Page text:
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No decision yet on Slieve Gullion admission charge: Council

March 21, 2016

Newry, Mourne and Down District Council has confirmed that admission charges to Slieve Gullion Forest Park will not be introduced ahead of this weekend’s Easter holiday period.

There has been widespread public opposition to speculation that visitors to the popular tourist attraction would be charged a £5.00 admission fee to access the Slieve Gullion Courtyard, which features children’s favourite, The Giant’s Lair trail, and the facility’s award-winning play area.

It had been suggested that the charges would commence this week ahead of the Easter break, which traditionally sees an influx of visitors to the site.

Revealing that the introduction of a proposed admission charge is currently under consideration, a Council spokesperson confirmed to The Examiner that a final decision would not be reached ahead of the Easter holidays.

The Council says the admission charge is necessary to help fund investment in the park and maintain its facilities and will only be charged in high season with free entry continuing “during the winter period and midweek outside the Easter and summer season”.

Nevertheless, the move, together with the Council’s plan to permit hot food and ice cream vendors to operate in the park, has impacted on the decision of the Courtyard’s café owner to terminate his managing of the park’s on-site restaurant.

Graeme Finegan of Grounded said unfavourable lease renewal negotiations, along with the proposed £5.00 admission charge and the presence of “unlicensed food vendors” are behind his decision to pull out.

The lease of the café premises is overseen by the Clanrye Group, which is also based in Slieve Gullion Courtyard.

When contacted by The Examiner, Mr Finegan said he did not “point the blame at any one party involved” in the running of the facility on his reluctant decision to leave, but admitted he and his team are “distraught at leaving our home in Slieve Gullion”.

Taking a swipe at the Councl’s plan for admission charges and mobile food vendors, he said: “If the outrage at proposed charges and the presence of fast food traders in a place which was intended to create more active and healthy families makes the authorities even backtrack a little on their proposals, it will be a win for the community at large.”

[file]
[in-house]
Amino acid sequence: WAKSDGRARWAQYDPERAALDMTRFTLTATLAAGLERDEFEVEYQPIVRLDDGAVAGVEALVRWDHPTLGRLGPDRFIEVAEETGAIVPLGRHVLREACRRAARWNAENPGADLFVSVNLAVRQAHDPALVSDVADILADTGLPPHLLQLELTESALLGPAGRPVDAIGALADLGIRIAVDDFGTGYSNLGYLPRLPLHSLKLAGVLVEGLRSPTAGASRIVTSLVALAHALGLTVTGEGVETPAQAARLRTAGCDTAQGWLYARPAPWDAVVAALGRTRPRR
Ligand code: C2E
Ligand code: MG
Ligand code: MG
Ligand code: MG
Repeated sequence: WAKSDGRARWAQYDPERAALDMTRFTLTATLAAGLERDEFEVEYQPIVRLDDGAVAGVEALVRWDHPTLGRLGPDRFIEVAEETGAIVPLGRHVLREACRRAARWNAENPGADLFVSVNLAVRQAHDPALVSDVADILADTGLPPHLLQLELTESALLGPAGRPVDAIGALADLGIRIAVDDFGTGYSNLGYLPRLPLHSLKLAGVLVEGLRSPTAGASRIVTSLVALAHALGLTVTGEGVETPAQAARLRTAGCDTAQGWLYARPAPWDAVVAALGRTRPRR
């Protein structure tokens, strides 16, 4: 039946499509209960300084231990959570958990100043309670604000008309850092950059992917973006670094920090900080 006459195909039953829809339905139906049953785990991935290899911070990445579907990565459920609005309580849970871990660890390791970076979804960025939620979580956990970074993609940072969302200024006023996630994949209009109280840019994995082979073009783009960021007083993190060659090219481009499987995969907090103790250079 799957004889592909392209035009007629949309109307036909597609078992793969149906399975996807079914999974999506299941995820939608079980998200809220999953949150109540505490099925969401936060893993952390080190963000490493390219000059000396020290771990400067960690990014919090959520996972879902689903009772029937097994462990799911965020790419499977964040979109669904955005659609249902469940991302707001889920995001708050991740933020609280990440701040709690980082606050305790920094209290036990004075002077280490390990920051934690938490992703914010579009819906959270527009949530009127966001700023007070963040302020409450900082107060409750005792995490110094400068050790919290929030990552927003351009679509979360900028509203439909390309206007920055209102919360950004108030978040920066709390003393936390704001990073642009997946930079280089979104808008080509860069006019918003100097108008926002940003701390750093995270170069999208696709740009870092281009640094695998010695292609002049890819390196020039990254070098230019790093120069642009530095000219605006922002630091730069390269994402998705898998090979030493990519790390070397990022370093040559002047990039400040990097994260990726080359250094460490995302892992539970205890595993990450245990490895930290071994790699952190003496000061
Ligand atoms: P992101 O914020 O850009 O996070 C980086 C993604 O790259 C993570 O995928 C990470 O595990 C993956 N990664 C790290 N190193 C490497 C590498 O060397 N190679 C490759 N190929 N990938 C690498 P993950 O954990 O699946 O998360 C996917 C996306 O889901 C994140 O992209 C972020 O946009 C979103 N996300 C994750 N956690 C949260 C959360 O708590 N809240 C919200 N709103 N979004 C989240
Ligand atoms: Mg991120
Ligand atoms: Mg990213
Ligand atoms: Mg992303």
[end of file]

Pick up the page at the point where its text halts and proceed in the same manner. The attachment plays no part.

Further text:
On the subject of outside food operators, the Council spokesperson said: “To meet visitor demand and provide the visitor with choice, the Council have appointed two mobile vendors, one hot food and one ice-cream. This will provide the visitor with the choice of visiting the cafe, using the picnic facilities or the mobile vendor.”

The Council also confirmed it did not have a contractual arrangement with Grounded for the café provision in Slieve Gullion, which, it said “ is a private arrangement with Clanrye Developments, and Council can therefore not comment on this matter”.

Meanwhile, the Courtyard café is to reopen this Thursday under the management of Synge and Byrne, the south Armagh coffee brand owned by Silverbridge brothers Damien and Adrian Garvey, directors of the BWL group.

On the subject of admission charges, the Council endeavoured to justify the move, saying such fees are necessary to maintain the current high standard of the facility.

Public opinion on the proposals, however, has been vociferous with many taking to social media to vent their opposition. One user accused the Council of being “shortsighted” in its decision to introduce an admission fee, while others slammed the proposed development without proper public consultation.

Responding, the Council spokesperson said: “Slieve Gullion Forest Park is an excellent resource for both the local community and an increasing number of visitors. The Park has received substantial investment in recent years, which is a major factor on the huge numbers who choose to visit.

“To provide a facility to this high standard requires substantial annual investment by the Council in staffing, litter control, parking and toilet facilities. In addition further investment is required to provide enhanced parking and additional toilet facilities, which is some of the future capital investment planned. To help fund investment in the Park and ensure the facilities at Slieve Gullion are maintained to a high standard, the Council is considering the introduction of a charge into the car park.

Traffic congestion at Slieve Gullion Forest Park last Easter.

“It is anticipated free entry to the Park will continue during the winter period and midweek outside the Easter and summer season. No date has been agreed to commence charging and advance notification of this will be provided once agreed.